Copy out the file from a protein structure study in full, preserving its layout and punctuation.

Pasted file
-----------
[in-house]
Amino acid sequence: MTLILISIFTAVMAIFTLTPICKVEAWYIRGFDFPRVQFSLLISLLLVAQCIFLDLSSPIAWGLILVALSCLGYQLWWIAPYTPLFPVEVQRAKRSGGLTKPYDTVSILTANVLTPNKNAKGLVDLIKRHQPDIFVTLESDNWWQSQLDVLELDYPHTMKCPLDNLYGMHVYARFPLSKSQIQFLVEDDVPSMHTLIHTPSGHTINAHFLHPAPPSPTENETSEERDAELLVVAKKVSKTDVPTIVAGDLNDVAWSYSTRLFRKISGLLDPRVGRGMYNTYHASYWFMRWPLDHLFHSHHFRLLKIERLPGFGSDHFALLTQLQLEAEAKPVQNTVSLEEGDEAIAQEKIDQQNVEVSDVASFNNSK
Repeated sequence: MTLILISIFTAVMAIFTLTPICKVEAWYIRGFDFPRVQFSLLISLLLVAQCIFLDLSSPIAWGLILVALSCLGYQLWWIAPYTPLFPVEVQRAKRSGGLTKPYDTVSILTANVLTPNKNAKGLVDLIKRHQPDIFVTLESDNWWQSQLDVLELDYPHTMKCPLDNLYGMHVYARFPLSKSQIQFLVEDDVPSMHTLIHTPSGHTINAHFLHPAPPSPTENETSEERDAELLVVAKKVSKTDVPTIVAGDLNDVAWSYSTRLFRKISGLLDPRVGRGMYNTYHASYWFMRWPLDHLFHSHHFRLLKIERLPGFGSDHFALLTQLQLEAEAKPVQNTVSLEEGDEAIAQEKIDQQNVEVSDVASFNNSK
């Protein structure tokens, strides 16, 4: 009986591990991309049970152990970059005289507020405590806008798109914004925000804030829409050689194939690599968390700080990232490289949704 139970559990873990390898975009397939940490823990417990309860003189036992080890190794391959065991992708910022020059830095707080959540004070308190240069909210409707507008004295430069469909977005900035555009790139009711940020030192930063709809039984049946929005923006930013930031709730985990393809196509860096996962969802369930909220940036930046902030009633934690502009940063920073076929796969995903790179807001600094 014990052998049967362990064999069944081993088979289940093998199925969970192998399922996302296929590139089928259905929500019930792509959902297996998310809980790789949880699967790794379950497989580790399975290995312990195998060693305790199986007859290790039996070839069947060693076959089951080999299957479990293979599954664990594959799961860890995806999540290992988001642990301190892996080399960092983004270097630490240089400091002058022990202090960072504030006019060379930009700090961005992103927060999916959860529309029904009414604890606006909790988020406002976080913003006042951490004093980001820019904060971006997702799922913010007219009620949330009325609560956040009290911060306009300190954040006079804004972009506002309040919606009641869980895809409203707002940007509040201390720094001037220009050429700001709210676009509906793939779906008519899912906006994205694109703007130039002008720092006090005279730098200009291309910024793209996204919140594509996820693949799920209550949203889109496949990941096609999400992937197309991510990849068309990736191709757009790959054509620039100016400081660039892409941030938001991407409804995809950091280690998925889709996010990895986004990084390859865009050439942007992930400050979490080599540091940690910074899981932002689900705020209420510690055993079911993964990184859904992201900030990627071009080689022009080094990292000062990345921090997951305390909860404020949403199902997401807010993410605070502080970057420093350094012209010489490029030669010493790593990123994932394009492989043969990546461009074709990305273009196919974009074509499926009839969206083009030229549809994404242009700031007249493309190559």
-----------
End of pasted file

[in-house]
Amino acid sequence: MTLILISIFTAVMAIFTLTPICKVEAWYIRGFDFPRVQFSLLISLLLVAQCIFLDLSSPIAWGLILVALSCLGYQLWWIAPYTPLFPVEVQRAKRSGGLTKPYDTVSILTANVLTPNKNAKGLVDLIKRHQPDIFVTLESDNWWQSQLDVLELDYPHTMKCPLDNLYGMHVYARFPLSKSQIQFLVEDDVPSMHTLIHTPSGHTINAHFLHPAPPSPTENETSEERDAELLVVAKKVSKTDVPTIVAGDLNDVAWSYSTRLFRKISGLLDPRVGRGMYNTYHASYWFMRWPLDHLFHSHHFRLLKIERLPGFGSDHFALLTQLQLEAEAKPVQNTVSLEEGDEAIAQEKIDQQNVEVSDVASFNNSK
Repeated sequence: MTLILISIFTAVMAIFTLTPICKVEAWYIRGFDFPRVQFSLLISLLLVAQCIFLDLSSPIAWGLILVALSCLGYQLWWIAPYTPLFPVEVQRAKRSGGLTKPYDTVSILTANVLTPNKNAKGLVDLIKRHQPDIFVTLESDNWWQSQLDVLELDYPHTMKCPLDNLYGMHVYARFPLSKSQIQFLVEDDVPSMHTLIHTPSGHTINAHFLHPAPPSPTENETSEERDAELLVVAKKVSKTDVPTIVAGDLNDVAWSYSTRLFRKISGLLDPRVGRGMYNTYHASYWFMRWPLDHLFHSHHFRLLKIERLPGFGSDHFALLTQLQLEAEAKPVQNTVSLEEGDEAIAQEKIDQQNVEVSDVASFNNSK
């Protein structure tokens, strides 16, 4: 009986591990991309049970152990970059005289507020405590806008798109914004925000804030829409050689194939690599968390700080990232490289949704 139970559990873990390898975009397939940490823990417990309860003189036992080890190794391959065991992708910022020059830095707080959540004070308190240069909210409707507008004295430069469909977005900035555009790139009711940020030192930063709809039984049946929005923006930013930031709730985990393809196509860096996962969802369930909220940036930046902030009633934690502009940063920073076929796969995903790179807001600094 014990052998049967362990064999069944081993088979289940093998199925969970192998399922996302296929590139089928259905929500019930792509959902297996998310809980790789949880699967790794379950497989580790399975290995312990195998060693305790199986007859290790039996070839069947060693076959089951080999299957479990293979599954664990594959799961860890995806999540290992988001642990301190892996080399960092983004270097630490240089400091002058022990202090960072504030006019060379930009700090961005992103927060999916959860529309029904009414604890606006909790988020406002976080913003006042951490004093980001820019904060971006997702799922913010007219009620949330009325609560956040009290911060306009300190954040006079804004972009506002309040919606009641869980895809409203707002940007509040201390720094001037220009050429700001709210676009509906793939779906008519899912906006994205694109703007130039002008720092006090005279730098200009291309910024793209996204919140594509996820693949799920209550949203889109496949990941096609999400992937197309991510990849068309990736191709757009790959054509620039100016400081660039892409941030938001991407409804995809950091280690998925889709996010990895986004990084390859865009050439942007992930400050979490080599540091940690910074899981932002689900705020209420510690055993079911993964990184859904992201900030990627071009080689022009080094990292000062990345921090997951305390909860404020949403199902997401807010993410605070502080970057420093350094012209010489490029030669010493790593990123994932394009492989043969990546461009074709990305273009196919974009074509499926009839969206083009030229549809994404242009700031007249493309190559």